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Unformatted text preview: their jobs. Exhibit 4.5
Sample items from the Job
Descriptive Index with
Source: The Job Descriptive Index,
revised 1985, is copyrighted by
Bowling Green State University. The
complete forms, scoring key, instructions, and norms can be obtained
from the Department of Psychology,
Bowling Green State University,
Bowling Green, Ohio, 43404.
Reprinted with permission. 112 Individual Behaviour Part Two Another carefully constructed measure of satisfaction, using a somewhat different set of facets, is the Minnesota Satisfaction Questionnaire (MSQ).24 On this
measure, respondents indicate how happy they are with various aspects of their job
on a scale ranging from “very satisfied” to “very dissatisfied.” Sample items from
the short form of the MSQ include:
■ The competence of my supervisor in making decisions
The way my job provides for steady employment
The chance to do things for other people
My pay and the amount of work I do. Scoring the responses to these items provides an index of overall satisfaction as
well as satisfaction on the facets on which the MSQ is based.
A number of firms, including Sears, Marriott, 3M, and Microsoft, make extensive use of employee attitude surveys. We will cover the details of such surveys in
Chapter 10 when we explore communication and in Chapter 16 when we cover
organizational change and development. What Determines Job Satisfaction?
When employees on a variety of jobs complete the JDI or the MSQ, we often find
differences in the average scores across jobs. Of course, we could almost expect such
differences. The various jobs might differ objectively in the facets that contribute to
satisfaction. Thus, you would not be astonished to learn that a corporate vice-president was more satisfied with her job than a janitor in the same company. Of greater
interest is the fact that we frequently find decided differences in job satisfaction
expressed by individuals performing the same job in a given organization. For
example, two nurses who work side by side might indicate radically different satisfaction in response to the MSQ item “The chance to do things for other people.”
How does this happen? Discrepancy Discrepancy theory. A theory
that job satisfaction stems from
the discrepancy between the job
outcomes wanted and the outcomes that are perceived to be
obtained. You will recall that attitudes, such as job satisfaction, are the product of associated
beliefs and values. These two factors cause differences in job satisfaction even when
jobs are identical. First, people might differ in their beliefs about the job in question,
that is, they might differ in their perceptions concerning the actual nature of the job.
For example, one of the nurses might perceive that most of her working time is
devoted to direct patient care, while the other might perceive that most of her time
is spent on administrative functions. To the extent that they both value patient care,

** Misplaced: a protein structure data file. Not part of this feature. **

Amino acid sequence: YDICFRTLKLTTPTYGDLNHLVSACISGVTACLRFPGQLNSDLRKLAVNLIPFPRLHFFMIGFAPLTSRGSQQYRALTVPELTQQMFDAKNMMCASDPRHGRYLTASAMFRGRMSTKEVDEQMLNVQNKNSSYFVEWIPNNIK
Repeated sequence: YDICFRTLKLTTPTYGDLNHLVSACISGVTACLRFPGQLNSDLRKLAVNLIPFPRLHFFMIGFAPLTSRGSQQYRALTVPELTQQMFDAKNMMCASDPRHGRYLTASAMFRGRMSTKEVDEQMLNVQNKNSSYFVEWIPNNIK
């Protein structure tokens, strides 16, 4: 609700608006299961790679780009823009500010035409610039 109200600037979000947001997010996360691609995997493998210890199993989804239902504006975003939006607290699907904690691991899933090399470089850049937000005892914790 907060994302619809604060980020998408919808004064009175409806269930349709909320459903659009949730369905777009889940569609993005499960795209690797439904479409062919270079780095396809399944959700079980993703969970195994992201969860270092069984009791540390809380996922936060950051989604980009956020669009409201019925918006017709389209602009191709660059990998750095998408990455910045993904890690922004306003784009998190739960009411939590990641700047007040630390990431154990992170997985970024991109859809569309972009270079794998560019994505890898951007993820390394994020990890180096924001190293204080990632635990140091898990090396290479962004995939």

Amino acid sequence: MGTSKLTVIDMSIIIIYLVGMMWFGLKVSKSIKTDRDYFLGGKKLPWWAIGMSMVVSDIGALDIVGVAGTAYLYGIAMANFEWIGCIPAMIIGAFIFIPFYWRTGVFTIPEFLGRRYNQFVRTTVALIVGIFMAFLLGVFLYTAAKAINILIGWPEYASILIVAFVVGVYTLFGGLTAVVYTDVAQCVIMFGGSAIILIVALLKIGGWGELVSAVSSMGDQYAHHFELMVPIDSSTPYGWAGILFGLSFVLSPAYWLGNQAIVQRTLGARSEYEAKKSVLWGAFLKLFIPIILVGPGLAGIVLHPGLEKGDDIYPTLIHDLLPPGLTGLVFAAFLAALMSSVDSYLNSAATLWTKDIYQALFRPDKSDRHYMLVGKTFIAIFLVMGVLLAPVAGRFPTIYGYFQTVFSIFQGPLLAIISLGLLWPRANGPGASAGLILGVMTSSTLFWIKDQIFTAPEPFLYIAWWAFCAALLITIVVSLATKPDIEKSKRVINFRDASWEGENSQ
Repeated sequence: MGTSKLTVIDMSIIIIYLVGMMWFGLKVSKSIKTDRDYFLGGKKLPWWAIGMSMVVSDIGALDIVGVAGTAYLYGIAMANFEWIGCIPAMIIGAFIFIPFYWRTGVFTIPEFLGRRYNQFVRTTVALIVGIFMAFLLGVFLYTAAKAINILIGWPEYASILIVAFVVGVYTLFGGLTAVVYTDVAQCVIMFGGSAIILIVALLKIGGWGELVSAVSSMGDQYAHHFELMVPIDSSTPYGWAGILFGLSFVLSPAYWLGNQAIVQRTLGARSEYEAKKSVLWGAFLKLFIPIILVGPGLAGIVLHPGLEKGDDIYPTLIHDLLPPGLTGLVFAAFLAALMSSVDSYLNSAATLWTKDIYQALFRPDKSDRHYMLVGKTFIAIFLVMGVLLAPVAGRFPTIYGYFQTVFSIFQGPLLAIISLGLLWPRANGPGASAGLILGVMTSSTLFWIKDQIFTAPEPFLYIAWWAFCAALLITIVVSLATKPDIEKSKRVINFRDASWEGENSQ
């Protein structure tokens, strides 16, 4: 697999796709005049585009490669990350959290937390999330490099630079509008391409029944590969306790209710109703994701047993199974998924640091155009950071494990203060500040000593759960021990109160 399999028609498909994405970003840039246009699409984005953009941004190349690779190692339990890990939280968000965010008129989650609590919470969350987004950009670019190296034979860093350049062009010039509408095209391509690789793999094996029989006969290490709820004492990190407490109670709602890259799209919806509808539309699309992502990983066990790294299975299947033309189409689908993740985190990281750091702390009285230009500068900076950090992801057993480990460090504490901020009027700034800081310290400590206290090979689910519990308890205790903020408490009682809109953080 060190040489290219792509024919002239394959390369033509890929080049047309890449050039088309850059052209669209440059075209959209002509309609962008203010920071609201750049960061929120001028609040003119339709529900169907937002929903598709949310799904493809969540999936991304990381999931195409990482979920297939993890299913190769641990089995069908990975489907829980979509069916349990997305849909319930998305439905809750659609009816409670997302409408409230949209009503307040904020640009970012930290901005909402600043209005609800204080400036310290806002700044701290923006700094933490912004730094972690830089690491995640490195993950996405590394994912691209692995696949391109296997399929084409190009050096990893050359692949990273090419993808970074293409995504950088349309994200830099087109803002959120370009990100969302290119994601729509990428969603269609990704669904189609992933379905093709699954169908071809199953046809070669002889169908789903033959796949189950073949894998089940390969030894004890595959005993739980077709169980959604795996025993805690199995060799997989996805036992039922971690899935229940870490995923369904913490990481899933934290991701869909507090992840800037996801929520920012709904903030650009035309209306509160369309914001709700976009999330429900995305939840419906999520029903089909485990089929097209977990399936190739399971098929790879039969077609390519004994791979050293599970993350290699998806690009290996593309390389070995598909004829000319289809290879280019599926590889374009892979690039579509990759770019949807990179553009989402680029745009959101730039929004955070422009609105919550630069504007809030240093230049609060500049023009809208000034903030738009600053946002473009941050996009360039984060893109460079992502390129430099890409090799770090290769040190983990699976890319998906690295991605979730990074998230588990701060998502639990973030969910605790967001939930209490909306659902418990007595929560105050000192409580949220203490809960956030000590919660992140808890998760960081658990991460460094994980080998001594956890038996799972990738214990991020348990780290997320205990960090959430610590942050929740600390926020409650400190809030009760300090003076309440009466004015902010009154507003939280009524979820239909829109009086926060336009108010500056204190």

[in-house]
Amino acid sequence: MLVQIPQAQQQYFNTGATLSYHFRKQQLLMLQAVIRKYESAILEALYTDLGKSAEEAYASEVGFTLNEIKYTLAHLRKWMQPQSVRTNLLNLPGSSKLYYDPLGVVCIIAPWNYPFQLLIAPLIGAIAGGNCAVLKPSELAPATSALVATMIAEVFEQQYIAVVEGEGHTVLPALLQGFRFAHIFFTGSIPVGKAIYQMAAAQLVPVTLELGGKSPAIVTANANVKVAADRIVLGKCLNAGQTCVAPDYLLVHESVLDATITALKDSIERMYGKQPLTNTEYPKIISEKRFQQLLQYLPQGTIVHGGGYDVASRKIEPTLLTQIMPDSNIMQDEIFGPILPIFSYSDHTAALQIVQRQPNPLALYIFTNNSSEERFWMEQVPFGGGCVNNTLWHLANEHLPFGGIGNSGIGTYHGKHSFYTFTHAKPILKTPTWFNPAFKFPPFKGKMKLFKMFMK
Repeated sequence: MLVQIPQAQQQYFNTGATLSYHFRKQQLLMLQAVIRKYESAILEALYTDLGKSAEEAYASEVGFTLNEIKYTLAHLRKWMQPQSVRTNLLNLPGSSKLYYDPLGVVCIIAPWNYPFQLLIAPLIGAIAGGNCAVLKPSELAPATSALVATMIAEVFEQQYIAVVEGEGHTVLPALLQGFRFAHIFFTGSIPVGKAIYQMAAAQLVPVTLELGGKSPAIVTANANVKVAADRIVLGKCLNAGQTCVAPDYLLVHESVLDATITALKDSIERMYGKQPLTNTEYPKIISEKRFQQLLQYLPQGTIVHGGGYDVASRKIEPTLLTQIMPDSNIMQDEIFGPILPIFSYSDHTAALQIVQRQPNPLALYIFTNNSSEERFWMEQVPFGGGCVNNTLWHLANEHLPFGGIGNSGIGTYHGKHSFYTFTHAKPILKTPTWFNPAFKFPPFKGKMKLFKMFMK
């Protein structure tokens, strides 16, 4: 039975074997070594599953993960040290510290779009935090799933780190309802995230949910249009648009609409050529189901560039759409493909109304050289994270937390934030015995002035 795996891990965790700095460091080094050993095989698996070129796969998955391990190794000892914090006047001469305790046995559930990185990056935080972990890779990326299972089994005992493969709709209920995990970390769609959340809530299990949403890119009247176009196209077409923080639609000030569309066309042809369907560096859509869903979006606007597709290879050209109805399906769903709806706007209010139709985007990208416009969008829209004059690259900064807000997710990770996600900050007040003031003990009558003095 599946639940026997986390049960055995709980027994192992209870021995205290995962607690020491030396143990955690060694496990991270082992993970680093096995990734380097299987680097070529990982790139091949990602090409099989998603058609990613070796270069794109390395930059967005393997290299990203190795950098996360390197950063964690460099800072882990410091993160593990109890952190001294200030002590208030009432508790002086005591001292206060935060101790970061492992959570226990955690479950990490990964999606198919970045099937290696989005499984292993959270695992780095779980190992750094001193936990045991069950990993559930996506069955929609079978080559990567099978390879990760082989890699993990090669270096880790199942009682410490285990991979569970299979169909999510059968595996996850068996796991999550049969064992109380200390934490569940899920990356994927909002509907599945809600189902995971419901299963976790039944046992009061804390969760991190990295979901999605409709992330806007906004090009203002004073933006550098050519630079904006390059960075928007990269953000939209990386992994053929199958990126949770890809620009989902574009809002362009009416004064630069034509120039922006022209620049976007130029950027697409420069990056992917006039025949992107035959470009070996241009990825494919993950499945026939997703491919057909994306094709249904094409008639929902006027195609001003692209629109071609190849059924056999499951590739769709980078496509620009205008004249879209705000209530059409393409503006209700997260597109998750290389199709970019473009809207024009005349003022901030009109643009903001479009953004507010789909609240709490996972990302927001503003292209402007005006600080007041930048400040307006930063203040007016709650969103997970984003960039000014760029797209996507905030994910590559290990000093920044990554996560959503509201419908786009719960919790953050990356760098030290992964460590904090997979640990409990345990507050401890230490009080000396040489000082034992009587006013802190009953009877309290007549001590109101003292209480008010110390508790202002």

the former nurse should be more satisfied with this aspect of the job than the latter
nurse. Second, even if individuals perceive their jobs as equivalent, they might differ
in what they want from the jobs. Such desires are preferences that are dictated, in
part, by the workers’ value systems. Thus, if the two nurses perceive their opportunities to engage in direct patient care as high, the one who values this activity more
will be more satisfied with the patient care aspect of work. The discrepancy theory
of job satisfaction asserts that satisfaction is a function of the discrepancy between
the job outcomes people want and the outcomes that they perceive they obtain.25
The individual who desires a job entailing interaction with the public but who is
required to sit alone in an office should be dissatisfied with this aspect of the job. In
general, employees who have more of their job-related desires met will report more
overall job satisfaction. Chapter 4 Values, Attitudes, and Work Behaviour 113 Fairness
In addition to the discrepancy between the outcomes people receive and those they
desire, the other factor that determines job satisfaction is fairness. Issues of fairness
affect both what people want from their jobs and how they react to the inevitable
discrepancies of organizational life. As we will see, there are two basic kinds of fairness. Distributive fairness has to do with the outcomes we receive, and procedural
fairness concerns the process that led to those outcomes.
Distributive fairness (often called distributive justice)
occurs when people receive what they think they deserve from their jobs, that is, it
involves the ultimate distribution of work rewards and resources. Above, we indicated that what people want from their jobs is a partial function of their value systems. In fact, however, there are practical limitations to this notion. You might value
money and the luxurious lifestyle that it can buy very highly, but this does not suggest that you expect to receive a salary of $200,...
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This note was uploaded on 10/01/2010 for the course FGT mba12ehtp taught by Professor Angwi during the Spring '10 term at Télécom Paris.
- Spring '10